- June 14 down the years
Out-Foxed by an All Black
In rugby union's first ever World Cup, hosts New Zealand had their expected easy win in the semi-final. Wales had beaten a dreadful England in the quarters (June 8) but were no match for one of the most formidable teams in history. It took Wales 55 minutes to score their only points - a converted try by centre John Devereux - by which time they were 27-0 down. Within four minutes, Alan Whetton scored New Zealand's fifth try. Wales couldn't even point to the sending-off of lock forward Huw Richards (the first in any World Cup match): there were only 12 minutes left at the time and they were 43-6 down. Enough time for an eighth All Black try and a seventh conversion by goal machine Grant Fox. The New Zealand pack pushed Wales back in the scrums, ruled the lineouts though Whetton's twin brother Gary, and were rampant in the loose, especially the buck-toothed Wayne Shelford, who was the dark heart of the team and scored two tries. Wales limped into the third-place Final, where they unexpectedly beat Australia - but it didn't gloss over what happened today. At the time, it was the heaviest defeat they'd ever suffered. Meanwhile the All Blacks were clear favourites for the final on June 20.
On the same day in 1969, Wales were also put through an All Black wringer. Having lost the first Test on May 31, they did even worse today in Auckland, beaten by a record-breaking full-back and a notorious referee. They began well, going into a 6-3 lead when left wing Maurice Richards outwitted Fergie McCormick and Earl Kirton. But McCormick had the last laugh. At the time, his 24 points were the most scored by one player in an international match between top teams. He converted all three tries, added five penalty goals, and landed a drop goal from 55 yards. But Wales felt they hadn't been given a fair deal again, pointing to the photo of the referee, the dreaded Pat Murphy, jumping for joy as McCormick's drop goal went over! The All Blacks deserved to win, but 33-12 wasn't all their own work. It was their 17th win in a row, a world record equalled on November 28, 1998 but never broken.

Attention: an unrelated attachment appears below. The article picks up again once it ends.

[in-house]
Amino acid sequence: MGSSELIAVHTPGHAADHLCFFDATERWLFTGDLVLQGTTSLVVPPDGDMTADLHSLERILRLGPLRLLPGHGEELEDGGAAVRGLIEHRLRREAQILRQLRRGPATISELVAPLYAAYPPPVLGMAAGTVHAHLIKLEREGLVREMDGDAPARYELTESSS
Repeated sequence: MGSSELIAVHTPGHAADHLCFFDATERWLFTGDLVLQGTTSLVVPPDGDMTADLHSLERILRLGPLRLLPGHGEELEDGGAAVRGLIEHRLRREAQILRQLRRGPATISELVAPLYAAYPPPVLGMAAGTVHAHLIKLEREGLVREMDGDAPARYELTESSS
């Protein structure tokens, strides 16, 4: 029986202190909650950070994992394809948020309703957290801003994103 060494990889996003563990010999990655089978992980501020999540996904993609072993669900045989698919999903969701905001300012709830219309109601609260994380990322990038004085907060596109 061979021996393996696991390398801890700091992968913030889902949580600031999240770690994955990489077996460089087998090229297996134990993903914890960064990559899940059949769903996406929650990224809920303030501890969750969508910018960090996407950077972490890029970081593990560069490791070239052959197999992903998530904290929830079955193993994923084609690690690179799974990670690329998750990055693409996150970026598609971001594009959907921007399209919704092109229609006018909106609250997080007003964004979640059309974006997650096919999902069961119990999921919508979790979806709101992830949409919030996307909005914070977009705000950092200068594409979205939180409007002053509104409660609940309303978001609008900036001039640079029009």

Scottish flyweight Walter McGowan won a world title. The rugged little Sardinian Salvatore Burruni had taken it from the highly rated Pone Kingpetch on April 23, 1965, then lost the WBA belt for refusing to fight their top contender. So only the WBC title was on offer tonight. Burruni had successfully defended it, but he'd also lost three non-title fights - and everything else was against him. He was nine years older than McGowan; the fight was at Wembley; and Burruni had to exercise for an hour after failing to make the weight. He simply didn't have enough breath to catch the elusive Scot, who had a powder-puff punch but still won virtually every round, outboxing the tough guy despite an early cut near his right eyebrow. McGowan held the title until December 30.
Steffi Graf was born in Mannheim. Born to play tennis: on her 14th birthday, she lost in the last round of Wimbledon qualifying. She reached the fourth round of the Championship at 15 and 16, lost in the Final to Martina Navrátilová when she was 18, then became champion seven times. Her total of 22 Grand Slam singles titles is second only to Margaret Court, who won the Australian eleven times. Graf was equally good on fast surfaces (winning the US title five times) and slower clay (six at the French). In her giant year of 1988, she won the Grand Slam and the Olympic gold medal. The only other player to win every Grand Slam title and the Olympics was her future husband Andre Agassi.